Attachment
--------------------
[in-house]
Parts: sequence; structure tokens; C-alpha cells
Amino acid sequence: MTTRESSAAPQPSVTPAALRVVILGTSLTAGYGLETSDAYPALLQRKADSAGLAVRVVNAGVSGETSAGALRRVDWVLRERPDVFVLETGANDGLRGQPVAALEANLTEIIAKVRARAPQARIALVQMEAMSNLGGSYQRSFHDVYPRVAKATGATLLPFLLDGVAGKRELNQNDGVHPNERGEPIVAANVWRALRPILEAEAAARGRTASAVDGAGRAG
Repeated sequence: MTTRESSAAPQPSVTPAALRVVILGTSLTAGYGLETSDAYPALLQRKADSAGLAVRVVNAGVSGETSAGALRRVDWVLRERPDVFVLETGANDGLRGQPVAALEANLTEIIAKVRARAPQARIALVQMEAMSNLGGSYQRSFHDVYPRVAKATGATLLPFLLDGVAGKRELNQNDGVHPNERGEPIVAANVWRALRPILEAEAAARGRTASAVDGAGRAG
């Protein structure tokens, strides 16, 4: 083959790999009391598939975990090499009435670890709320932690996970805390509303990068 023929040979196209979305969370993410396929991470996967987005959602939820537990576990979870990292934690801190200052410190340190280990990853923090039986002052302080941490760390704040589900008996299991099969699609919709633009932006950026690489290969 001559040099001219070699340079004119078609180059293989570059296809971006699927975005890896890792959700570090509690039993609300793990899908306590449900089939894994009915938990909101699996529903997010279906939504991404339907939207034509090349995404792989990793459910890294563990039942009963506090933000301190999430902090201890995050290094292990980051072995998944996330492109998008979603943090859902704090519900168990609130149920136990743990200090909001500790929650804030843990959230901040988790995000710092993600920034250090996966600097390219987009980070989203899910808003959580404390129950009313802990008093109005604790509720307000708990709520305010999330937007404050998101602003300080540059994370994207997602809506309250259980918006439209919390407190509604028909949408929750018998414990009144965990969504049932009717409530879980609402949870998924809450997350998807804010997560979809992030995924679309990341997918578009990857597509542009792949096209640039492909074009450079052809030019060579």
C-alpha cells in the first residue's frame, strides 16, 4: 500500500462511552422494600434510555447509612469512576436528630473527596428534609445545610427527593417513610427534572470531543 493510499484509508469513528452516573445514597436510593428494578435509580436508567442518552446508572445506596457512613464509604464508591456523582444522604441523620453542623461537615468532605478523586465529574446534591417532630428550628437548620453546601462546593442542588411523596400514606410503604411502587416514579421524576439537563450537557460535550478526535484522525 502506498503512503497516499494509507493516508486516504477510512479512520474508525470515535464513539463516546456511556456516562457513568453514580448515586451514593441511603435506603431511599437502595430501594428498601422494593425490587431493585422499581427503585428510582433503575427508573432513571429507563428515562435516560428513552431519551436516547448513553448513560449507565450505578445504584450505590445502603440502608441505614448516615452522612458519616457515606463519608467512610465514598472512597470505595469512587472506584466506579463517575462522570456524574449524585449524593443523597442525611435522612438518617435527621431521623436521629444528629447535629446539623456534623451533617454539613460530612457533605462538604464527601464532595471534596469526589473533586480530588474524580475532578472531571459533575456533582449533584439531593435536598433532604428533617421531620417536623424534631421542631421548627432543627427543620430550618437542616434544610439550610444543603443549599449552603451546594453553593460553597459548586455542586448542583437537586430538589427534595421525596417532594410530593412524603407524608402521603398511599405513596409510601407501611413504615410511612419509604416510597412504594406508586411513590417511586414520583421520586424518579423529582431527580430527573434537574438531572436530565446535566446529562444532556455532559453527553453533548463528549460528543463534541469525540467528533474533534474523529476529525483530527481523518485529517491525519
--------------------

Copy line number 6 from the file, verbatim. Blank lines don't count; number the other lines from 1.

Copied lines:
C-alpha cells in the first residue's frame, strides 16, 4: 500500500462511552422494600434510555447509612469512576436528630473527596428534609445545610427527593417513610427534572470531543 493510499484509508469513528452516573445514597436510593428494578435509580436508567442518552446508572445506596457512613464509604464508591456523582444522604441523620453542623461537615468532605478523586465529574446534591417532630428550628437548620453546601462546593442542588411523596400514606410503604411502587416514579421524576439537563450537557460535550478526535484522525 502506498503512503497516499494509507493516508486516504477510512479512520474508525470515535464513539463516546456511556456516562457513568453514580448515586451514593441511603435506603431511599437502595430501594428498601422494593425490587431493585422499581427503585428510582433503575427508573432513571429507563428515562435516560428513552431519551436516547448513553448513560449507565450505578445504584450505590445502603440502608441505614448516615452522612458519616457515606463519608467512610465514598472512597470505595469512587472506584466506579463517575462522570456524574449524585449524593443523597442525611435522612438518617435527621431521623436521629444528629447535629446539623456534623451533617454539613460530612457533605462538604464527601464532595471534596469526589473533586480530588474524580475532578472531571459533575456533582449533584439531593435536598433532604428533617421531620417536623424534631421542631421548627432543627427543620430550618437542616434544610439550610444543603443549599449552603451546594453553593460553597459548586455542586448542583437537586430538589427534595421525596417532594410530593412524603407524608402521603398511599405513596409510601407501611413504615410511612419509604416510597412504594406508586411513590417511586414520583421520586424518579423529582431527580430527573434537574438531572436530565446535566446529562444532556455532559453527553453533548463528549460528543463534541469525540467528533474533534474523529476529525483530527481523518485529517491525519